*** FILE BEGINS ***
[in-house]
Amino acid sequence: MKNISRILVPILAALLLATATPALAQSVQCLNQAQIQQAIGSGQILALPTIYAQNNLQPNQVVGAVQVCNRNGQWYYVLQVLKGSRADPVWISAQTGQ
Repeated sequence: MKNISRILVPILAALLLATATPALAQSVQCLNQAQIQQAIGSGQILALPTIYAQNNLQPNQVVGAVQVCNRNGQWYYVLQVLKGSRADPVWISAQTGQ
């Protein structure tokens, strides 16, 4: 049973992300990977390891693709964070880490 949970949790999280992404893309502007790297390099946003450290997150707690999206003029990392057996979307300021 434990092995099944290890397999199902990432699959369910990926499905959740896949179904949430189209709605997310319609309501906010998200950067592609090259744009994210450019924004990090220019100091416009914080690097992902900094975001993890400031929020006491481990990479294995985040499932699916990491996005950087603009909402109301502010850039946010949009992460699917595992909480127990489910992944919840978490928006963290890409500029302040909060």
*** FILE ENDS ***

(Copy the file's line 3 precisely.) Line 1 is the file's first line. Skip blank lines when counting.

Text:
Repeated sequence: MKNISRILVPILAALLLATATPALAQSVQCLNQAQIQQAIGSGQILALPTIYAQNNLQPNQVVGAVQVCNRNGQWYYVLQVLKGSRADPVWISAQTGQ